Indonesia’s Environment and Forestry Minister Siti Nurbaya Bakar showing teeth. In an unusual move last Sunday (24/7) at 9 p.m the minister with a flair for gender-equal male clothing she went on to social media killing the deal with Asia Pacific Resources International Holdings Limited (APRIL).
In her personal blog announced the cancellation of the land management agreement with a member company of pulp and paper company Asia Pacific Resources International Holdings Limited (APRIL).
The minister shut down the deal made by her ministry officials less than a month after the deal was signed. Company officials “regret the decision” and the foreign NGOs are celebrating.
The move of going viral on social media in English on late Sunday night is equally irregular. Very few ministers vent their anger on their personal website. This minister did.
Oddly enough, the language is identical to the foresthints.news article surfacing few hours later. It begs the role of foresthints.news and its relationship with the minister.
Culling the two Indonesian industrial giants using NGOs to use a “multi-door” approach to go after companies has been long pursued by NGOs as early as 2005 and 2014. This is not new.
In 2011 the Ministry of Environment sued 14 timber suppliers in a repeat of the 2005 claims made by groups like Greenpeace and the EU funded NGO. Greenpeace faces 14-counts of a U.S. criminal indictment under the organized crime act (R.I.C.O) usually reserved for drug cartels and members of the mafia.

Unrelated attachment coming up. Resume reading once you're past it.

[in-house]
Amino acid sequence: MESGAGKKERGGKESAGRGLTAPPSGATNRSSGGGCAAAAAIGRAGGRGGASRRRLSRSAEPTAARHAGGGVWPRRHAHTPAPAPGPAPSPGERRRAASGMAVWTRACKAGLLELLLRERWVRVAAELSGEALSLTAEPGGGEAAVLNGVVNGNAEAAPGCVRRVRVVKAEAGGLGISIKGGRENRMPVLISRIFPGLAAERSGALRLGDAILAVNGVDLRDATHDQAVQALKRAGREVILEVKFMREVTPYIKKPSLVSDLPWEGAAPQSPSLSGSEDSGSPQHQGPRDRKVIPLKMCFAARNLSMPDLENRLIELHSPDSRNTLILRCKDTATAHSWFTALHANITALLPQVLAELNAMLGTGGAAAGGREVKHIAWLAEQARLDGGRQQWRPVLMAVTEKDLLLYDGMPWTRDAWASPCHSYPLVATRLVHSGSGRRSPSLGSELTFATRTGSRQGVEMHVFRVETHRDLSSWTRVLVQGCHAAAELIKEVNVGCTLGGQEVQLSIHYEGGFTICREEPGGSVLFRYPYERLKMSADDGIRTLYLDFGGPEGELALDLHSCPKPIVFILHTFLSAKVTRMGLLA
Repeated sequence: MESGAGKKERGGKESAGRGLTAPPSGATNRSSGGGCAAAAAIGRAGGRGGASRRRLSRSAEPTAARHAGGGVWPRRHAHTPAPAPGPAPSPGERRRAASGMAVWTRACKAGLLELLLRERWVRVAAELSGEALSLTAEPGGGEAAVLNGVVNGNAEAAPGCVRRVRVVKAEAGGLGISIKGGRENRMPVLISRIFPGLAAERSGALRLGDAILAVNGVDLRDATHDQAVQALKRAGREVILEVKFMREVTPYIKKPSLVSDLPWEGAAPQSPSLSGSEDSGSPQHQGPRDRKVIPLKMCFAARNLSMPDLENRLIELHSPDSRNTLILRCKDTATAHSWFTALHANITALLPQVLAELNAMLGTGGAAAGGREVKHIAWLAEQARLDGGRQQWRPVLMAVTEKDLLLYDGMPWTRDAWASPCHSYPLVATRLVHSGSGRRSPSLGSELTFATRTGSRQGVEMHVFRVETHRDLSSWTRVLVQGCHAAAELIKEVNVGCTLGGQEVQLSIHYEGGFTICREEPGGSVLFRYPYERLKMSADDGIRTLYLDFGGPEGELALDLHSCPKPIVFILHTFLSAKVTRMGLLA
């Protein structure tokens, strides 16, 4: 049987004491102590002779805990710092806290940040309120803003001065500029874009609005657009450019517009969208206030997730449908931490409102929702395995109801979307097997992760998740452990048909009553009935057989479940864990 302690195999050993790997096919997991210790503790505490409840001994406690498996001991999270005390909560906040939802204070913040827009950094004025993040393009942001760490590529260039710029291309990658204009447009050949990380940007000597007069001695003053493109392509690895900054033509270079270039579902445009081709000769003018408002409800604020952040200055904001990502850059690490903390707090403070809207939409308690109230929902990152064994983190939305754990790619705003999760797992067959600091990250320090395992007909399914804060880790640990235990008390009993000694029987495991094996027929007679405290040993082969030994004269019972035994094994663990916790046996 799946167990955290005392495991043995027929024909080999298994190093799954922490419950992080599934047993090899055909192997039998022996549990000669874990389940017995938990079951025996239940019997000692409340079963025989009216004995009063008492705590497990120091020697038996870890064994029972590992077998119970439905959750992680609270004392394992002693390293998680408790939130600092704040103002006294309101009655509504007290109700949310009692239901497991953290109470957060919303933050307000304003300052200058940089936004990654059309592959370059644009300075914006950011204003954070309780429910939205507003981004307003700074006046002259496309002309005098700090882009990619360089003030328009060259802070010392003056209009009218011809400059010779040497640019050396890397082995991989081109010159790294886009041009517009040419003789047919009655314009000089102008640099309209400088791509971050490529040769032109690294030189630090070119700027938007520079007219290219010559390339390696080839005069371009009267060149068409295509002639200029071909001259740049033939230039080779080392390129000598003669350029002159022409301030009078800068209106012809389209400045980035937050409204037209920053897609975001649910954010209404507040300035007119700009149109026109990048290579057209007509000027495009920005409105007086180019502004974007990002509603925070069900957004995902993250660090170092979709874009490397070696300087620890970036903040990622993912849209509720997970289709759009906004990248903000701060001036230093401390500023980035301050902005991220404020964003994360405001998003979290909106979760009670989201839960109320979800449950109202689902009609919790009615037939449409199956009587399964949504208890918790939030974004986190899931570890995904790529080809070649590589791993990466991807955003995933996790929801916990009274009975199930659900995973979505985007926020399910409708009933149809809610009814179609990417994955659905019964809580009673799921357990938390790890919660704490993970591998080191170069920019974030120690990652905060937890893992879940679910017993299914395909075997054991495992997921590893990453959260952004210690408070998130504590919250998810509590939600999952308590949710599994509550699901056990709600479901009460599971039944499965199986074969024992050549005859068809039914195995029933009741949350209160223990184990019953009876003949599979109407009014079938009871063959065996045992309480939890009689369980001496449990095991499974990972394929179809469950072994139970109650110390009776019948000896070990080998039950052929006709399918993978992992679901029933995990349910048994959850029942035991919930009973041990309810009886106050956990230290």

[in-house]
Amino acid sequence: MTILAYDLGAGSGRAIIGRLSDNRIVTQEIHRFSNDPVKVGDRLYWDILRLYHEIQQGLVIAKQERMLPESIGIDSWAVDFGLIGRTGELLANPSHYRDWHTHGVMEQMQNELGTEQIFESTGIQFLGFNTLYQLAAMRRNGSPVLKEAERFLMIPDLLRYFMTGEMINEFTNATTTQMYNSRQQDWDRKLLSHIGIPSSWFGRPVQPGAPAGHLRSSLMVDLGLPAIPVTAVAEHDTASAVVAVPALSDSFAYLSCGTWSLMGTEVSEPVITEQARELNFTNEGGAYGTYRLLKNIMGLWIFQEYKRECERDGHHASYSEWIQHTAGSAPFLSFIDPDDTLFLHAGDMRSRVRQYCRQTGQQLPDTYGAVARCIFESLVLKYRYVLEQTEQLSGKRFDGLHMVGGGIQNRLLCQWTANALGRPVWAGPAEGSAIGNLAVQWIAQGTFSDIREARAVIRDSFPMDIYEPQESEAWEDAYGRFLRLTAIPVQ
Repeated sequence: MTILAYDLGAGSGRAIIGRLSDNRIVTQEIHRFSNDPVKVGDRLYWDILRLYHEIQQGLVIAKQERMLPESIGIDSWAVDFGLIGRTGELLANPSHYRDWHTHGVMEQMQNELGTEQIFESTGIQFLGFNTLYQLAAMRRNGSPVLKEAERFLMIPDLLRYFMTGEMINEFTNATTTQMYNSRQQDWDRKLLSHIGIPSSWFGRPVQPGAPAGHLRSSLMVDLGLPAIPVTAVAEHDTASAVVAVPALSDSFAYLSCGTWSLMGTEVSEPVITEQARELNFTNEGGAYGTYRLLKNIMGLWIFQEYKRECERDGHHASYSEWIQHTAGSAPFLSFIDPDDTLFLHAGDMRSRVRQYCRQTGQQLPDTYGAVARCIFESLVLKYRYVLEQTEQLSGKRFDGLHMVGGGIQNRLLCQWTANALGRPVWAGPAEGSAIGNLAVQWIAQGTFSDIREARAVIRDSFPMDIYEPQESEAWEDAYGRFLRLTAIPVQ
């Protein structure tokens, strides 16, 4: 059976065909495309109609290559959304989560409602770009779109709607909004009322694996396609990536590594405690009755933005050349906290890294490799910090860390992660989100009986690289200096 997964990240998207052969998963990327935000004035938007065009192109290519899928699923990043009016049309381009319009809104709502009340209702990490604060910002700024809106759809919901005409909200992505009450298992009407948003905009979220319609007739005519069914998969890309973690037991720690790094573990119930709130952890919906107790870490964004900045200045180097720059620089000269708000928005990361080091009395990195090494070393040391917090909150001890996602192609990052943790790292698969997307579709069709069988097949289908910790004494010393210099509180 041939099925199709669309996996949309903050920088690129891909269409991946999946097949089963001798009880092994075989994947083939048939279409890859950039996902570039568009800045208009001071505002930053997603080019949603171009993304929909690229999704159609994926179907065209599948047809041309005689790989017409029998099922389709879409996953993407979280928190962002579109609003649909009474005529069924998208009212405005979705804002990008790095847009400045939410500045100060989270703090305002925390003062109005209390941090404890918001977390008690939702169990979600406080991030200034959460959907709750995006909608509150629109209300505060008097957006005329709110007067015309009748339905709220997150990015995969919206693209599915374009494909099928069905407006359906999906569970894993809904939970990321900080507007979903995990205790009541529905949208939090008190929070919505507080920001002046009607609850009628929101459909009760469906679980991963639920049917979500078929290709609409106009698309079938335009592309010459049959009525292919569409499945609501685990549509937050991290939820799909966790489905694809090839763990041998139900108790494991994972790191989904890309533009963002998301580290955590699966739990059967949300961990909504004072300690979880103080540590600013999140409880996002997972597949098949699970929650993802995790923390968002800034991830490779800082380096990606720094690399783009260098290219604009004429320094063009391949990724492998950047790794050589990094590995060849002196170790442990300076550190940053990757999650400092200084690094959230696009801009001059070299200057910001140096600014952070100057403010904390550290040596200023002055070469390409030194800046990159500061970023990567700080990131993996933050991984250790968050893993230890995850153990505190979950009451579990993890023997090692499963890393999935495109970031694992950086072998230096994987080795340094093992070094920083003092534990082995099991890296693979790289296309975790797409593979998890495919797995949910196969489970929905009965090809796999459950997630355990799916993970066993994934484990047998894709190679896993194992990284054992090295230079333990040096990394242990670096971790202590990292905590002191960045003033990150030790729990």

It includes the Hatfields of Asia, Asian Pulp and Paper (APP) forcing the company to a mea culpa after refusing to provide the government maps about peat land. Again, foresthints.news is the voice of the minister.
It is important not to become fatalistic
Ecologist Philip Fearnside wrote, “It is important not to become fatalistic” and to maintain perspectives.
The reaction by the Minister seems departing from the usual coolness she is known to display.
The minister has declared a jihad on 14 companies as early as January 2012 initiated by the dissolved task force of the SBY administration. Theoretical claims lacked the physical evidence.
Foreign NGOs for long have attempted to criminalize the Indonesian industry by using a Boycott, Divestment & Sanction (BDS) campaign.
After the national police closed the cases against 14-companies based on a lack of evidence, on 21 July 2016 the minister went to her Facebook page ranting the minister will continue the fight.
Today (27/7), the ministry announced to commence investigations into reviewing the permits of APRIL suppliers long targeted by activists.
The minister known for a sketchy performance has so far avoided the wrath of the president. She has not expressed any concern about her future position in the government of president Jokowi.
However her eager participation of the presidents land distribution and land repossession strategy is a concern to many observers fearing the populist politics of the Jokowi administration leading to a South Africa agricultural disaster.
The Agricultural ministry forced a Greenpeace, industry inspired cartel to disband, after the Business Competition Supervisory Commission (KPPU) declared the Indonesian Palm Oil Pledge (IPOP) violated cartel ruling. The Forestry minister wanted to delay the process. The Agricultural minister would not have none of it.
However, the wrath against APRIL’s is not out of character. The minister, a graduate of the German Siegen University reflects the Germanic approach to rules and regulations. In her official and unofficial commentaries APRIL stands accused of not following protocol.
The ministry’s secretary-general Bambang Hendroyono told The Straits Times yesterday that the memorandum of understanding signed between the ministry’s conservation agency in Riau province and APRIL’s PT Gemilang Cipta Nusantara (GCN) on June 29 was cancelled after the ministry found that the company had failed to comply with “proper procedures”.